NASHVILLE, Tenn. (WKRN) — Nashville students will make a call to action during a walk out Monday, one week to the day after a school shooting in Green Hills claimed six lives.

The event is by the March For Our Lives organization — a movement born out of the tragedy at Marjory Stoneman Douglas High School in Parkland, Florida where 17 students were killed in 2018. They’ve since led numerous marches and events in an effort to push lawmakers to change policies than can reduce gun violence and save lives.

The Vanderbilt University students organizing Monday’s event in Nashville said their work includes interviewing people impacted by school shootings and last week those people became their neighbors.

“It hits closer and closer, the longer and longer that you’re, you know, hearing these stories just being like that it’s the same story over and over again,” said Brynn Jones. “But then hearing it on Monday that it was in Tennessee, it was in Nashville, 20 minutes from where I grew up, 20 minutes from where I go to school, hit incredibly close to home and felt personal in a way that it usually doesn’t.”

The walk out is scheduled to begin at 10:13 a.m. Monday, the same time when Metro police said a shooter entered the Covenant School last week and took the lives of six people, including three children. Metro police officers rushed to the scene and killed the shooter within 14 minutes of the first 911 call.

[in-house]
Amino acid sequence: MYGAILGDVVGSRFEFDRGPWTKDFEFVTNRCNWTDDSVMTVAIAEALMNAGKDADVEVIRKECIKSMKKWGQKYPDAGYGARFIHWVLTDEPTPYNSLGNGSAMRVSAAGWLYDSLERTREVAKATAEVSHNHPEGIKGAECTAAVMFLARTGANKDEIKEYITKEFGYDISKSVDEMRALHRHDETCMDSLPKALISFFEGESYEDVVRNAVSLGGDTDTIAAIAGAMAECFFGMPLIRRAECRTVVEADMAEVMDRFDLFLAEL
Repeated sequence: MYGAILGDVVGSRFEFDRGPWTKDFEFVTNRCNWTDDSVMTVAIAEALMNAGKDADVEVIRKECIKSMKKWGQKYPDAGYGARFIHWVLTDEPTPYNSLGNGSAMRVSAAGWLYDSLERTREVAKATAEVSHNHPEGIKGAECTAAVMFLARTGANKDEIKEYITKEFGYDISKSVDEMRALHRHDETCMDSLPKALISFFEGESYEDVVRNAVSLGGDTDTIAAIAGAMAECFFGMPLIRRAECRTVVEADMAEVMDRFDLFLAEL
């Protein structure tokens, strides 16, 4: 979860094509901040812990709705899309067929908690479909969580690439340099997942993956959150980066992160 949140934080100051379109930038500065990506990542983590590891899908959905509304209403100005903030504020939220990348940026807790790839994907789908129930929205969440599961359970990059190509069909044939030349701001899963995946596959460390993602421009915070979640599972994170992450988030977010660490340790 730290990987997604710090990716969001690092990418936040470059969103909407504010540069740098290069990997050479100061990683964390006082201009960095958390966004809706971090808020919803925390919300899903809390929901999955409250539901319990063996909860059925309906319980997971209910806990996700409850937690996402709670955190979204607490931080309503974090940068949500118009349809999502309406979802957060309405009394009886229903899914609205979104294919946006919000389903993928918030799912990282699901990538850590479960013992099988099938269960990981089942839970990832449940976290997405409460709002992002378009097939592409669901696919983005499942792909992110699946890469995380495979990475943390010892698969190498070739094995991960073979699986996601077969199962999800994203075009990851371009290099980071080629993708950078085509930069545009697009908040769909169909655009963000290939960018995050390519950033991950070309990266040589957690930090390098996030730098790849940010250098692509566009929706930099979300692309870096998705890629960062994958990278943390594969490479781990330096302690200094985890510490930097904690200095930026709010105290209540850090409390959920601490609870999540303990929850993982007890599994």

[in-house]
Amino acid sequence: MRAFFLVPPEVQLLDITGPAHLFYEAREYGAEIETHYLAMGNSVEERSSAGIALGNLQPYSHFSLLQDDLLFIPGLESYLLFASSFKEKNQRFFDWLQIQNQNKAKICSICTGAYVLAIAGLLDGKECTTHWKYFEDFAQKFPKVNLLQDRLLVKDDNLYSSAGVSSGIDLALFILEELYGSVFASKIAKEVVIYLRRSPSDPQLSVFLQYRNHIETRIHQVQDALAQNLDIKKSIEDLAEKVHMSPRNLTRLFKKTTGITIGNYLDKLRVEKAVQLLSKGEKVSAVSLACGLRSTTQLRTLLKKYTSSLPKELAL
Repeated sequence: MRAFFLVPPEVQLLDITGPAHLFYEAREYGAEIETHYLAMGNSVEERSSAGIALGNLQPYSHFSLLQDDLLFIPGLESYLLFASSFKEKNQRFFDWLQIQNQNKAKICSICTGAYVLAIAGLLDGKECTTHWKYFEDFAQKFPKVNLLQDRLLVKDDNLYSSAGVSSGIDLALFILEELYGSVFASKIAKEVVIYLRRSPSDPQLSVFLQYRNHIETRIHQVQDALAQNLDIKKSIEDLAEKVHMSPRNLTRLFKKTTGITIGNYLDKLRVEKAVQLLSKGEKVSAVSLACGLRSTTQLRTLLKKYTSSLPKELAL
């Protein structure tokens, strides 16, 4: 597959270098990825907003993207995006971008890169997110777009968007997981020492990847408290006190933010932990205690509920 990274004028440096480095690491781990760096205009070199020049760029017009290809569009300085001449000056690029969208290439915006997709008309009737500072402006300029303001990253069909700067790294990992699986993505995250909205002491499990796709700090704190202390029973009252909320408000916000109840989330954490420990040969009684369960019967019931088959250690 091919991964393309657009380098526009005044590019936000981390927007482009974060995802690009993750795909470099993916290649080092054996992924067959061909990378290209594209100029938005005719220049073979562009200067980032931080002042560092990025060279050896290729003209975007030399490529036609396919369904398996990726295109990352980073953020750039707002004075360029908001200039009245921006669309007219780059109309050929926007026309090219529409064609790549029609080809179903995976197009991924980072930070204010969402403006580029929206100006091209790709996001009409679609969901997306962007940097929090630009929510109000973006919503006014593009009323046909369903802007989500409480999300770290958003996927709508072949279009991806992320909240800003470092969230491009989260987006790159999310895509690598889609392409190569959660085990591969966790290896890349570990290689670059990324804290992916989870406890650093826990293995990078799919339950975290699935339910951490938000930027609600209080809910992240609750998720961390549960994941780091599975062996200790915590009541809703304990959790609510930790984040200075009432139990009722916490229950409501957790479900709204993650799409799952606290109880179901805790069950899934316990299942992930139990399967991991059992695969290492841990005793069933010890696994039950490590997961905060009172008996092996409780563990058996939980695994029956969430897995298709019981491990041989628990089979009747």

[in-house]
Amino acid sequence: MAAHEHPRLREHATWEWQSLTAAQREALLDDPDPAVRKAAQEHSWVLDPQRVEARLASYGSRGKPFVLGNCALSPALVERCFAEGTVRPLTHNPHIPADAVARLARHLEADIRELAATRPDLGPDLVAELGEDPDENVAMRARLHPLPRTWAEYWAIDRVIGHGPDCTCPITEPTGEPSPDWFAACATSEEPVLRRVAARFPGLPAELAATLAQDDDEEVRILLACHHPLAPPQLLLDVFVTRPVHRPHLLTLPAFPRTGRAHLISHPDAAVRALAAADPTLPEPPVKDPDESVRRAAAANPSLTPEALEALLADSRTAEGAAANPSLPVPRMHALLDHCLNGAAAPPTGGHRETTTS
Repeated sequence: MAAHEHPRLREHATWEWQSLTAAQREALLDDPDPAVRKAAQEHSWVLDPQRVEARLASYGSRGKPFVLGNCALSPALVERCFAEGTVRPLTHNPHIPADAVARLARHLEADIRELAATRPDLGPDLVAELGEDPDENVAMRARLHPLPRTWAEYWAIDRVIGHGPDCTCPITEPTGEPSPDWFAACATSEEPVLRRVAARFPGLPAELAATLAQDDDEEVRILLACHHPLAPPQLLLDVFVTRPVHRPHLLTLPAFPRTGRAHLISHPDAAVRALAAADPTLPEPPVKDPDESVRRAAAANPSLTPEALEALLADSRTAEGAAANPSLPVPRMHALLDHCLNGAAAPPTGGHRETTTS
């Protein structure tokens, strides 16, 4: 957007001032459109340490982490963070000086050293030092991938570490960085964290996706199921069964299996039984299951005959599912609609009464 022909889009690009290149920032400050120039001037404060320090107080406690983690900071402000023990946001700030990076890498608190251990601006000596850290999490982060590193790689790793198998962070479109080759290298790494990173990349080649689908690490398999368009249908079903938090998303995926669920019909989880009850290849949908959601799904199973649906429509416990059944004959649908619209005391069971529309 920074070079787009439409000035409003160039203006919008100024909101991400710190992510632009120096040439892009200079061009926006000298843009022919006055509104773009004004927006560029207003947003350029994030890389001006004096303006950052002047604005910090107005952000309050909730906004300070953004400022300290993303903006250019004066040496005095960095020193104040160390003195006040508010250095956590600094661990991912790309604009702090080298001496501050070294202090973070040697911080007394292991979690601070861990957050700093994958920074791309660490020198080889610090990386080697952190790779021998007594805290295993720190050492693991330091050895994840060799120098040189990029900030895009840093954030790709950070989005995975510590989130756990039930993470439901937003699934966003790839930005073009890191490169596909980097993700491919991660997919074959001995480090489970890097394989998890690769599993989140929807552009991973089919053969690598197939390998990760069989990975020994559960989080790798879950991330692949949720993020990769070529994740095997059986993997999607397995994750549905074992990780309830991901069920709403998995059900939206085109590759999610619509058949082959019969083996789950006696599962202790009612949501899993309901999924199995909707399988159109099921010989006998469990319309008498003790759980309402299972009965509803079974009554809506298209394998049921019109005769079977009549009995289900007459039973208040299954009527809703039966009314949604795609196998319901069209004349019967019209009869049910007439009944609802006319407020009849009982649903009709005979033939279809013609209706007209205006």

“The purpose of the rally is to show that the community has had enough and we are demanding change from the Tennessee legislature,” said Ezri Tyler. “The message overall is we know that right now, Tennessee is engaging in this culture war, where they’re harming our communities by banning drag, by banning books, banning gender affirming care. But if they actually cared about protecting kids, as they claimed they would address what kills every single day, which is guns.”

After the walk out, students, parents and other supporters will gather at the Tennessee Capitol at 10:45 a.m.

Metro Nashville Public School leaders said walk-in rallies will be held at high schools at the same time as the walk out.

“I understand and share the frustration, anger, and fears that many of our students, staff, and families have expressed in recent days over the latest and closest in a long line of school shootings and the lack of meaningful action by lawmakers to address the epidemic of gun violence in our society,” Director of Metro Schools Dr. Adrienne Battle stated in a press release. “Our team has worked closely with student leaders, including our student Board members Abenezer Haile and Alayna Mitchell, to develop a plan of action that would meet the desire of students to voice their concerns while keeping student safety top of mind.”